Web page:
HOME |  JOIN |  CULT MOVIES | COMPETITIONS | ADVERTISE |  CONTACT US |  ABOUT US
 
 
Newest Reviews
Birth of the Dragon
Revenge of the Pink Panther
Thelma
Stratton
February
Taking of Beverly Hills, The
Marjorie Prime
Hotel Salvation
Mangler, The
Shiraz
Mercy, The
Kickboxer: Retaliation
Molly Maguires, The
Party, The
Dante's Peak
Housemaid, The
Vendetta
Brimstone
Boys in the Trees
Once Were Warriors
Red Planet Mars
Blade Runner 2049
Devil's Express
Belko Experiment, The
Flashback
War of the Arrows
One-Trick Pony
Cloverfield Paradox, The
Beach Rats
In Between
   
 
Newest Articles
They're All Messed Up: Night of the Living Dead vs Land of the Dead
The House, Black Magic and an Oily Maniac: 3 from 70s Weird Asia
80s Meet Cute: Something Wild vs Into the Night
Interview with The Unseen Director Gary Sinyor
Wrong Forgotten: Is Troll 2 Still a Thing?
Apocalypse 80s UK: Threads and When the Wind Blows
Movie Flop to Triumphant TV Revival: Twin Peaks and The League of Gentlemen
Driving Force: The Golden Age of American Car Chases
Madness in his Method: Jim Carrey and Andy Kaufman
Music, Love and Flowers: Monterey Pop on Blu-ray
   
 
  Shanghai Job, The Orlando Out EastBuy this film here.
Year: 2017
Director: Charles Martin
Stars: Orlando Bloom, Simon Yam, Lynn Hung, Hannah Quinlivan, Thomas Price, Wu Lei, Liang Jing, Ying Da, Chang Rong, Yi Zhengfu, Zhang Lyon, Wang Ruoxi
Genre: Action, Thriller
Rating:  6 (from 1 vote)
Review: Danny Stratton (Orlando Bloom) runs his own high security transportation business in Shanghai and was doing very well until his team were entrusted to look after the priceless Van Gogh painting Sunflowers. He was sitting in the back of the armoured truck with the artwork when he was called by his girlfriend Ling (Lynn Hung) on the phone; he was about to inform her he had important news for her when suddenly there was an explosion and the vehicle was sent flying. Dazed, Danny was able to make out a figure enter the compartment and steal the painting, and from that point to this, a year later, his S.M.A.R.T. security line has seen its name become mud. What to do now?

We jump a year later after that prologue to catch up with our hero, and find him running a scam where he pretends to beat up two of his team members, Mach Ren (Simon Yam) and J. Jae (Hannah Quinlivan), in return for cash from the bar customers they dupe. How the mighty have fallen, and you might have been able to say the same for Bloom, well into ageing geezer mode at this stage in his career with the Cockney accent to match, but seeing this international co-production go straight to DVD and streaming in his native United Kingdom was something of a comedown from the blockbusters he had been starring in during the previous decade of his career, albeit in ensembles.

You could see the thinking behind taking this part, as the Chinese market for movies was opening up substantially in the most populous nation on Earth and the West was capitalising on this, mostly with blockbusters (or attempts at them), but also with smaller, mid-budget efforts with an imported star. Maximise the profits would appear to be the thinking, there was a lot of money to be made, but that only counted when the audiences went to see the projects in the first place, and by all accounts the Chinese were less than interested in the antics of Mr Bloom, even with the presence of the prolific Mr Yam backing him up. It might have been because Yam's role was somewhat inconsequential.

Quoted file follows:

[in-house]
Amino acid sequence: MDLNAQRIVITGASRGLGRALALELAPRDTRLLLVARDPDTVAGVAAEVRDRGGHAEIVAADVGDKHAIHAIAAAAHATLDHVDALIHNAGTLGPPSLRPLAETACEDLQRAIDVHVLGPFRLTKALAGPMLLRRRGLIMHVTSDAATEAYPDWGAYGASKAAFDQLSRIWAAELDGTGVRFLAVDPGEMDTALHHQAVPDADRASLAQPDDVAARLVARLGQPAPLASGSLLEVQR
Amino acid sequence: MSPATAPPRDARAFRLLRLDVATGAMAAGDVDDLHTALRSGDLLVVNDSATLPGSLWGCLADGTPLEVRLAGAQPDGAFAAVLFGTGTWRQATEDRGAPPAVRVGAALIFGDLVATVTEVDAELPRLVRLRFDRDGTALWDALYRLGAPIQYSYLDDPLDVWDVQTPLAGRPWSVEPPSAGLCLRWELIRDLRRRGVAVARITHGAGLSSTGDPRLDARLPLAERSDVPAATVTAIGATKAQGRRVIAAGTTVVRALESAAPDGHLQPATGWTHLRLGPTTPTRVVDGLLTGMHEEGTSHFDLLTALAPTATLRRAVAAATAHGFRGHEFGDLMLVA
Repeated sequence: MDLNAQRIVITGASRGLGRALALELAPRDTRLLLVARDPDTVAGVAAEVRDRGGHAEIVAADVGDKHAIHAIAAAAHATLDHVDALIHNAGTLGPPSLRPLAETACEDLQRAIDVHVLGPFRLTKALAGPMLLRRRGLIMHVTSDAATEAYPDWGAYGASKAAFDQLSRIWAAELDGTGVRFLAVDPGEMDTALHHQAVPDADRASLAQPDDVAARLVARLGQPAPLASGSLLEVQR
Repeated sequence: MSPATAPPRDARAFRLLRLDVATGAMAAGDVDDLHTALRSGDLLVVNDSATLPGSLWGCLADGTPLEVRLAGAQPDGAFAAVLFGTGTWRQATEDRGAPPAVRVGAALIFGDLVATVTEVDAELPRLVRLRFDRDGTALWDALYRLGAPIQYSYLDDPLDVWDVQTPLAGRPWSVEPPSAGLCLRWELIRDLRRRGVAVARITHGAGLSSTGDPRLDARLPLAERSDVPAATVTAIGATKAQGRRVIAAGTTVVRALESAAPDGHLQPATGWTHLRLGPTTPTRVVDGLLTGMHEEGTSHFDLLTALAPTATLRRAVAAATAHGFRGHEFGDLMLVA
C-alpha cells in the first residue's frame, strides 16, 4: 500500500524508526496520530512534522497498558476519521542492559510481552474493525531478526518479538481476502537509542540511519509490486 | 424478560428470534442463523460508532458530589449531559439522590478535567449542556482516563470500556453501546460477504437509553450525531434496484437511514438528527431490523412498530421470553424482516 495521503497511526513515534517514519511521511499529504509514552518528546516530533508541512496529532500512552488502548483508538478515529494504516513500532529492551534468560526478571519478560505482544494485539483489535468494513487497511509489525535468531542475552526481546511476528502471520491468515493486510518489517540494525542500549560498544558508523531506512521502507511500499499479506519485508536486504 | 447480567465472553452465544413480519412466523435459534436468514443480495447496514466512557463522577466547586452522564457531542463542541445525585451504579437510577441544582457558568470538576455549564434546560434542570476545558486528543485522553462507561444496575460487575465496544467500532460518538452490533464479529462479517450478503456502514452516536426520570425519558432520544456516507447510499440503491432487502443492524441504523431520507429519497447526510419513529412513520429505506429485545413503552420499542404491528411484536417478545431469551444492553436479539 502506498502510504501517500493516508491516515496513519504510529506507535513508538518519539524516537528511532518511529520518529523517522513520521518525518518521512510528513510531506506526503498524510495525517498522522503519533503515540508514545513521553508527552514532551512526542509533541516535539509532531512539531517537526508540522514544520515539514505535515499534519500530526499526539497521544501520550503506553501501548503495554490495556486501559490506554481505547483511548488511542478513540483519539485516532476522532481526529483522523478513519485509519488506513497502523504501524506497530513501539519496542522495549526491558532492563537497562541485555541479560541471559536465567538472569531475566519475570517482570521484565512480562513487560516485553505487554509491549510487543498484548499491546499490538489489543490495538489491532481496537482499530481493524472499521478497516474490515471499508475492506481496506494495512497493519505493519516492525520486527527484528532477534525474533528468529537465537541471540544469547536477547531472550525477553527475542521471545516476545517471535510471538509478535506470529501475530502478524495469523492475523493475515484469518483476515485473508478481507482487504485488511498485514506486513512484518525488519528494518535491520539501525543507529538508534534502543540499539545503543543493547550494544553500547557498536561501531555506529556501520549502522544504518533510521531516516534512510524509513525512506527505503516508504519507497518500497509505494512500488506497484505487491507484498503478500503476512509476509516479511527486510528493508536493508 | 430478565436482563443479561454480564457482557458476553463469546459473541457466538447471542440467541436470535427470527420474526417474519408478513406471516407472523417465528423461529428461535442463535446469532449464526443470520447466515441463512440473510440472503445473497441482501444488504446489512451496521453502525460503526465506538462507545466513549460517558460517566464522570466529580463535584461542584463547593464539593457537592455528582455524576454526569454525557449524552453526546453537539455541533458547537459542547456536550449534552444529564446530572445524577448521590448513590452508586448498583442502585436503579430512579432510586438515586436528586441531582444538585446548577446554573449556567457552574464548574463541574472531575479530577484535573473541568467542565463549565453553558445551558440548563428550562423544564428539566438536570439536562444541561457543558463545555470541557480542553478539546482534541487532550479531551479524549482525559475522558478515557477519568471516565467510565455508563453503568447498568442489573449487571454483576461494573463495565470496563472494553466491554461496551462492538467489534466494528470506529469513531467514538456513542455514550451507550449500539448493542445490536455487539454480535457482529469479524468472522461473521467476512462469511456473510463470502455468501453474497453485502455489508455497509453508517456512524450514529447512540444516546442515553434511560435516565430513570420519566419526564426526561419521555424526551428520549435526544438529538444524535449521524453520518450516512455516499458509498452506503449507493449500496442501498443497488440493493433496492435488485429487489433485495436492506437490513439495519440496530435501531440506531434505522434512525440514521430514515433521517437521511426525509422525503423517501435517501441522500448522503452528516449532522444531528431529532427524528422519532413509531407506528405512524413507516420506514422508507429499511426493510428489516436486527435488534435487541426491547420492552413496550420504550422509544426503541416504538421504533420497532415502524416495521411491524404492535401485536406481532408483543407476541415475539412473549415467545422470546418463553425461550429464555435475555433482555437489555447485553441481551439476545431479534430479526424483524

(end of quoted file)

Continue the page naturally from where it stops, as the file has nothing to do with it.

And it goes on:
The other Asian actors did not have the same fanbase as him, another reason that The Shanghai Job, or S.M.A.R.T. Chase as it was also known, failed to catch on. All that said, it was easy to be critical of this and its air of second hand thrills with not exactly electrifying elements, but there was a place for mid-range action flicks, and in truth there was nothing egregiously amiss here, it was your basic caper movie of a sort that had been of interest since the nineteen-sixties and stuck to that tradition with a tone that was bright enough, and updated various aspects to a more modern sensibility. Mostly by use of drone technology, not only to capture shots of Shanghai from the sky for a spot of visual panache, but also to become a part of the storyline as the team includes a whizz kid (Wu Lei) who knows about these things.

Wu seemed to be getting a big build-up to potential stardom here, but he would have to look elsewhere in his filmography for that kind of profile, as Bloom appeared to be the main man as far as the exposure went, though his fight scenes were afflicted with fast cutting syndrome which suggested he was less adept at the martial arts (or whatever he called what he was doing) than some of his co-stars: basically hand to hand combat was reduced to one shot, one punch (or kick. Or headbutt). The narrative was simple enough, easy to follow and nothing taxing: Danny had to get the painting back, and got involved with a corporation who want him to transport a priceless vase (yes, it was a bit Jason Statham in places), but also may have some connection to the theft of the Van Gogh. The Shanghai Job, which was not as much fun as The Italian Job (Michael Caine version, please), burbled away pleasantly enough, slickly produced, eventful and inoffensive. Sometimes that's just what you want. Music by Mark Kilian.

[The Signature DVD has no extras, but the film itself looks and sounds fine.]
Reviewer: Graeme Clark

 

This review has been viewed 261 time(s).

As a member you could Rate this film

 
Review Comments (0)


Untitled 1

Login
  Username:
 
  Password:
 
   
 
Forgotten your details? Enter email address in Username box and click Reminder. Your details will be emailed to you.
   

Latest Poll
Which film has the best theme song?
Spectre
The Ups and Downs of a Handyman
   
 
   

Recent Visitors
The Elix
Graeme Clark
Darren Jones
Enoch Sneed
Paul Smith
Jason Cook
  Andrew Irvine
Ian Phillips
   

 

Last Updated: